If you've read all of this thank you and if you have anything to share please do.
First of all, I know it's a bit late, but welcome to the community. Know that your experience is not unique, is not even rare, but is generally par for the course. There are very serious pluses and minuses to being a dev, but let's talk about something else first: soft skills.
By and large developers tend to regard logic, efficiency, and technical ability as positive traits. This is not the case with people in the lion's share of other disciplines, and over time this leads to many devs being a bit more reclusive and less invested in the work of others; to the point where the caginess of programmers is pretty much a stereotype. Now, this caginess is not reserved for "outsiders", but rather anyone that does not meet each individual's bar for competence. This is the first primary contributing factor in the response that you've received, and don't be so self-centered as to assume that how people interact with you has everything (or anything) to do with you.
Now to where my own caginess might show: the things that you're complaining about are actually the job. Yeah, writing code is nice and all, but it's not the hard part of the job. Expressing yourself in code is a baseline, and every knowledge domain is different, so each new project will, largely, throw you right back into a pit of not knowing what's going on, not having a foundation in the subject matter, or generally not being sure of where to immediately go. This is entirely the reason we have an SDLC and why the things that may not have seemed terribly important in school are very important in practice.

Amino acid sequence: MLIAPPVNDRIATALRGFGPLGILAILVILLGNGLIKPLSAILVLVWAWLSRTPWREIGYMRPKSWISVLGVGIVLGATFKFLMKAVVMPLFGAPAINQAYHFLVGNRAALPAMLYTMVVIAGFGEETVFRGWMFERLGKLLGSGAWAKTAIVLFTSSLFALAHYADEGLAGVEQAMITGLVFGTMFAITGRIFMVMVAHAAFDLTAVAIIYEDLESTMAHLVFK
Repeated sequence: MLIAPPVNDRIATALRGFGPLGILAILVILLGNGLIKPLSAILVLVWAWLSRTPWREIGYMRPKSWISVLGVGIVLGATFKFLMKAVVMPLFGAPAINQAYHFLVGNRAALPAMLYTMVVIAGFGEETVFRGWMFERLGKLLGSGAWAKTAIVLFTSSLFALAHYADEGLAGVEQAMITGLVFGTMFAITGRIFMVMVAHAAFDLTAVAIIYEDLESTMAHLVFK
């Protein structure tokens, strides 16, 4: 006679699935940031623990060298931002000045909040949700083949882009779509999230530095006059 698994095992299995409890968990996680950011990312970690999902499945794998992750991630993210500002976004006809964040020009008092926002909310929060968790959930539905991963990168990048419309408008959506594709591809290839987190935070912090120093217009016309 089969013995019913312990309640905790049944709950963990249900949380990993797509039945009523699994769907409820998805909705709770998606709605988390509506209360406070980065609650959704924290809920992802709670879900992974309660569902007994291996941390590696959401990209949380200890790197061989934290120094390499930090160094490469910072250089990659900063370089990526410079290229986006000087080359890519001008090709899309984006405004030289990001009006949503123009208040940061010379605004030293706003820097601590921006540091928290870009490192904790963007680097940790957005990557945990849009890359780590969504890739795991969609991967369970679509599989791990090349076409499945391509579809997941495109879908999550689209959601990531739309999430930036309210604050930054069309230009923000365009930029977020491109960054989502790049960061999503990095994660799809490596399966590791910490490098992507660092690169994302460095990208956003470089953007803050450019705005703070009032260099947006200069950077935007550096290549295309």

You're also not expected to know everything, despite how it might feel at the moment, but you are expected to be able to figure things out that are in the knowledge domain of the company that you work for. You are expected to understand some patterns and practices when it comes specifically to engineering, but that's part of the trade. Never, ever, play "smart" when you're lost: questions are invaluable, ask them!
Learn to provide realistic estimates (the Scotty rule can help...) so that you don't always feel under the gun. Sharpen your research skills; Google is the ultimate expression of RTFM, and being able to read up on APIs or even check source on GitHub is a gigantic leg up. Utilize it without shame or fear.
When you don't have a current project, experiment. Play with a language or technology. Look for holes that you can plug. Make a space for yourself within the organization.
"Never attribute to malice that which can be explained by stupidity."
- Hanlon's Razor